When he gets on stage, everything about Ben Caplan is larger than life; the voice, the beard, the acerbic wit and, of course, the musical talent. He burst forth on guitar with tremendous energy, and led the audience on a journey through the darker regions of his imagination. With vibrant musical accompaniment and his own signature whiskey growl, he seduced, chilled and cajoled every ear in the house.
They kicked off with the title track of the new album “Birds with Broken Wings.” The song is a shining example of what Caplan does best: animating gripping narratives through powerful vocals and rollicking klezmer/folk inspired tunes. It’s not long before the entire audience is “la-la-la-la-ing” along with Caplan and undulating in time on the floor.
The whole band is a treat to watch: MacLennan’s erratic movements and sinister leers over dark tinted shades were simultaneously menacing and fascinating to behold; he played fiddle with the finesse and expertise that can only come from a born Cape Bretoner. Kronock produced a wholly symphonic sound from a simple-looking drum kit, while brandishing a devilish grin. I teased him after the show that I kept looking for the kettle drum he was hiding back there! Haynes leant casually against his upright bass in between songs, but when the band was in action he emphatically provided the rhythmic backbone, occasionally dipping his instrument low and taking her for a spin across the stage. Kawaja was a sparkling vocal and performative accompaniment for Caplan, and although she did not remain on stage for every number, she floored me at one point by not only singing and playing alongside him, with two of them on one piano, but also managing to weave in melodica solos during the same performance!
It was not all raucous reels; Caplan brought the mood down with “Drift Apart”, one of his more somber tunes about a love that fades over time. The familiar song was welcomed by cheers, but Caplan’s haunting, honest lyrics silenced the room, and the crowd got lost in its own melancholic reverie.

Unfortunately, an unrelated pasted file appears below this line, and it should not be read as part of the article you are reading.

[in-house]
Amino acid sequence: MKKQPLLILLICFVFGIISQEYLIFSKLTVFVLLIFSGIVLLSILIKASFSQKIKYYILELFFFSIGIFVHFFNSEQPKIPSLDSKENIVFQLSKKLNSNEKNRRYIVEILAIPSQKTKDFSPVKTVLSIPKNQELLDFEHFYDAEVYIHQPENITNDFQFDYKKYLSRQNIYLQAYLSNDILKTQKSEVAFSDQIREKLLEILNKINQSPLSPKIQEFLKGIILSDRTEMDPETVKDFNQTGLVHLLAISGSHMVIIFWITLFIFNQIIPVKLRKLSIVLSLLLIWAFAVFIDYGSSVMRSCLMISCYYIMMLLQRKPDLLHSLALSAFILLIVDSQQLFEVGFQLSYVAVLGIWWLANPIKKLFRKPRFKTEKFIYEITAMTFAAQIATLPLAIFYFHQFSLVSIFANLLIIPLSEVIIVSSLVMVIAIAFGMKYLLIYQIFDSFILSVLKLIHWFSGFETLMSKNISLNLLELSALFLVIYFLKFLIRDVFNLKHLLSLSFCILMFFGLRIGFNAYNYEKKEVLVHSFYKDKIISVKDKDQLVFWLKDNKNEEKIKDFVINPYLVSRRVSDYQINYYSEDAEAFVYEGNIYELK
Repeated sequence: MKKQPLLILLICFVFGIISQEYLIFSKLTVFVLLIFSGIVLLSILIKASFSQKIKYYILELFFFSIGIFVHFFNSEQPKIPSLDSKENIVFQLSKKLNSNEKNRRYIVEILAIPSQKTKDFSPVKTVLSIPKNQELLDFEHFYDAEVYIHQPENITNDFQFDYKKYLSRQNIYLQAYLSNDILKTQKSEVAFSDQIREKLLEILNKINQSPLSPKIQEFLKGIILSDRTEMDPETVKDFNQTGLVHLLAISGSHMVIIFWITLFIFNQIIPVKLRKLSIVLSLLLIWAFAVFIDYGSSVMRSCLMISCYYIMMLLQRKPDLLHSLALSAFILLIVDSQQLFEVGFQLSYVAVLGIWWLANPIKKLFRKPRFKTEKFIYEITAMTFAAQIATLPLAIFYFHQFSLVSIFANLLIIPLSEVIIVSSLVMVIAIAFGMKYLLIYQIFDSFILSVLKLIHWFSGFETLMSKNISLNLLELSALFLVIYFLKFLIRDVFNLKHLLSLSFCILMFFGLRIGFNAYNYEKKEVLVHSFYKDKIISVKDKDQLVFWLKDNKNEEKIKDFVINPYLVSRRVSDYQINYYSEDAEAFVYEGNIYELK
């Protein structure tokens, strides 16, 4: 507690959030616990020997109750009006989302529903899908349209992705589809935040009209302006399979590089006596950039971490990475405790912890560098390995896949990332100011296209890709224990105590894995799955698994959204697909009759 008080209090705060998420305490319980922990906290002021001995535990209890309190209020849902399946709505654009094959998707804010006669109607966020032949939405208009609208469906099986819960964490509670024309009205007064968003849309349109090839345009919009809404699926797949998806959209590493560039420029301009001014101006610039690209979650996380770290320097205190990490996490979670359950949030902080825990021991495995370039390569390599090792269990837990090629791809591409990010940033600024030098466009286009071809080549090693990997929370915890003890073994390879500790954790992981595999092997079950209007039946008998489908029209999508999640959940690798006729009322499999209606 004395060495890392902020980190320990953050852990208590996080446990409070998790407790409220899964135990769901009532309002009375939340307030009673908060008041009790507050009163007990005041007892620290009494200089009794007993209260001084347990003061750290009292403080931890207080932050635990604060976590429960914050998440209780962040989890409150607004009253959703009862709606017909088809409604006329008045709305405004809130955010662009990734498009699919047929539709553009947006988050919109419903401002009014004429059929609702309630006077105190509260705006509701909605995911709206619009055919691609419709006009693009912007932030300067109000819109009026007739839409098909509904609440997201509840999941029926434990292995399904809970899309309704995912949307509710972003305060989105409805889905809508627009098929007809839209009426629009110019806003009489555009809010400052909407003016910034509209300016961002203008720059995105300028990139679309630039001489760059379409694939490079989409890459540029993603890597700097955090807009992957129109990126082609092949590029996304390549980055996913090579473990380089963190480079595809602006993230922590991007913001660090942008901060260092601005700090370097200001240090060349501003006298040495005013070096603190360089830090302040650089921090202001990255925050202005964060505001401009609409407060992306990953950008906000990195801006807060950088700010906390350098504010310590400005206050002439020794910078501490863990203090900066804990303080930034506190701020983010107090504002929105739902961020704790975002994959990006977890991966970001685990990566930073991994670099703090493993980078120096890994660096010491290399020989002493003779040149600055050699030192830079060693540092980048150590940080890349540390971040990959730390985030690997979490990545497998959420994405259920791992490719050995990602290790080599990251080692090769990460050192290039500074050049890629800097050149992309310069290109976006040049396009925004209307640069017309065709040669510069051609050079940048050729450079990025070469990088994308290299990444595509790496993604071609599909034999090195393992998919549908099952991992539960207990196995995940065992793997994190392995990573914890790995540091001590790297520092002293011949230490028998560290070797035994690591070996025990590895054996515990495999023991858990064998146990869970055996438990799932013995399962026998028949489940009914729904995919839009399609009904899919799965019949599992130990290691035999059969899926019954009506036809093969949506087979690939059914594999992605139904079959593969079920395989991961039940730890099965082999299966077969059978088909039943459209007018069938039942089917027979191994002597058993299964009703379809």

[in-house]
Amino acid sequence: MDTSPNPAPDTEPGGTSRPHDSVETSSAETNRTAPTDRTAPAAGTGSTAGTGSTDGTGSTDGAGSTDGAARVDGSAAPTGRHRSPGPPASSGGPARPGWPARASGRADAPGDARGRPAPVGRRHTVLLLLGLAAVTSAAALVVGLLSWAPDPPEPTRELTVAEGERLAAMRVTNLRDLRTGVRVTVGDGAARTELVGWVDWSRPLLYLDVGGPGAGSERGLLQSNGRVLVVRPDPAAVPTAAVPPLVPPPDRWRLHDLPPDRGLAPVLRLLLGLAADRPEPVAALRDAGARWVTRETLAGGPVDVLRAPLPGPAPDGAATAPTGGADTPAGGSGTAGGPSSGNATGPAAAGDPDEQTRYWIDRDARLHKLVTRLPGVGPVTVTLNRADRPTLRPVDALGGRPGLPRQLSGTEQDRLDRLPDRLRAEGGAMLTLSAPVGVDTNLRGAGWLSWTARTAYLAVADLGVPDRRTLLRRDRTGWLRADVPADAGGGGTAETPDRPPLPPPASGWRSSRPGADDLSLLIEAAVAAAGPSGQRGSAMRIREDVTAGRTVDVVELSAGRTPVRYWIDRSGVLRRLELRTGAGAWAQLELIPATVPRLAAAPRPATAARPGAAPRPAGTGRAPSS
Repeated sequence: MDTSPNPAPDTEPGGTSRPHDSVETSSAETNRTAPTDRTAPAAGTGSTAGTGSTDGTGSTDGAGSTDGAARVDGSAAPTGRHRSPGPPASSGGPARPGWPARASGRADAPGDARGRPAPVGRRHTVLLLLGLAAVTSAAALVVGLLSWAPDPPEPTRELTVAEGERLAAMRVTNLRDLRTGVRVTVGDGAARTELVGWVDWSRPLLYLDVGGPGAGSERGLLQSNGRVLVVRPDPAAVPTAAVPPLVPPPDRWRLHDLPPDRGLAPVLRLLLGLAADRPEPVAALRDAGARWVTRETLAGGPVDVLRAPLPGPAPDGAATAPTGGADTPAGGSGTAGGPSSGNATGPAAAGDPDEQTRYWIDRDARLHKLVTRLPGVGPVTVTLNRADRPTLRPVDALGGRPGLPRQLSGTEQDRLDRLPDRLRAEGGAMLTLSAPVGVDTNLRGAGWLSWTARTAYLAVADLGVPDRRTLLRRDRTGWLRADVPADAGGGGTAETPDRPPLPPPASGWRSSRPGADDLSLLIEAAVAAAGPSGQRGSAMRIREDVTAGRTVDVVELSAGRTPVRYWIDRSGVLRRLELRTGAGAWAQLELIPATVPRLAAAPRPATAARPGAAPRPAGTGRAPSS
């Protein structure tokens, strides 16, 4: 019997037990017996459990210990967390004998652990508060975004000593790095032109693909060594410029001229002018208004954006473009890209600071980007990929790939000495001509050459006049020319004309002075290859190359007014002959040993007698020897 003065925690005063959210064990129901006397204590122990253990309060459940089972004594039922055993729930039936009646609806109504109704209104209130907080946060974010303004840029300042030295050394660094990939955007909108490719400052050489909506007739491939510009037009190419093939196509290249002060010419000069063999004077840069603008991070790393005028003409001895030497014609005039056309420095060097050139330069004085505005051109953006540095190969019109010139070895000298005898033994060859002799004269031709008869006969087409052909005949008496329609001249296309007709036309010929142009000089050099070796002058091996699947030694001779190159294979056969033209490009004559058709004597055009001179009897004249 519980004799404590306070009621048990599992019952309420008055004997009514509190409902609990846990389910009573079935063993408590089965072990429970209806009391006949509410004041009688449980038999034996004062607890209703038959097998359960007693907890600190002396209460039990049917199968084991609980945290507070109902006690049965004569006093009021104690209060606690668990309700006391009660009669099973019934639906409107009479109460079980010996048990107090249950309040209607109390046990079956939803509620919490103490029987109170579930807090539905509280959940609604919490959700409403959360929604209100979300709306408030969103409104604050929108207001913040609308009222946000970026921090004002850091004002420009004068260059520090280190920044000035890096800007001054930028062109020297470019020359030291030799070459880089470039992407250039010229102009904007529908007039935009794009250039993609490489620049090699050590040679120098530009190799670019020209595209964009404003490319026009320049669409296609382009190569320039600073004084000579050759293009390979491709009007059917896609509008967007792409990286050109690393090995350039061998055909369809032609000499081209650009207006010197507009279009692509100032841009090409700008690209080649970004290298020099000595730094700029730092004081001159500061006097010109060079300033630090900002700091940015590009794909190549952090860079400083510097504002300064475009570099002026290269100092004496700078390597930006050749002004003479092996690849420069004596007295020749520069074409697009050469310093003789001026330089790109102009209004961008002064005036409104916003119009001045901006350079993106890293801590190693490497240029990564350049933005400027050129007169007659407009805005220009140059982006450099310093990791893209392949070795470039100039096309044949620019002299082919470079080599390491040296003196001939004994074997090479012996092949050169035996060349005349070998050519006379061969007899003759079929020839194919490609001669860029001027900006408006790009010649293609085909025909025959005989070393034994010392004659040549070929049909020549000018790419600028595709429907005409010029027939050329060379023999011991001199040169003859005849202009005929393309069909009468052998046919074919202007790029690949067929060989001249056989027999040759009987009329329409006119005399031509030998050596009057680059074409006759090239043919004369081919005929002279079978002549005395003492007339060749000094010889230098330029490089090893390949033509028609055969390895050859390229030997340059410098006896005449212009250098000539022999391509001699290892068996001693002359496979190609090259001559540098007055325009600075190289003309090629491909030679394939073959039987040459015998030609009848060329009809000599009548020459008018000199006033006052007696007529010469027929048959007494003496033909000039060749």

The audience was affected by more than just the lyrics and music. Caplan has a commanding stage presence, and a phenomenal ability to integrate the crowd into the show with cheeky banter and “call and response” songs like “Got Me A Woman.” The audience may have been on different wavelengths earlier on, but you could hear a pin drop as he purred out an anecdote about a woman he met who explained the nature of sighing.
They finished the set with their latest hit “40 Days & 40 Nights.” Caplan returned to do a solo encore, with the touching choice of “What a Wonderful World.” The audience sang along and shared in this truly lovely closing moment. The Casual Smokers rejoined him for “Stranger.” The set ended with maniacal dancing and band members literally writhing around on the floor. A sincere “Merci!” from Caplan and the night was done, but not before they all spent the next hour by the merch table chatting away and signing autographs.
Perhaps the moon affected the crowd that night, or perhaps it was the whiskey. But one thing is certain: Ben Caplan knows the secret to harnessing the madness and taking everyone along for the ride.
Written and Photographed by Courtney O’Hearn
*edited by Kate Erickson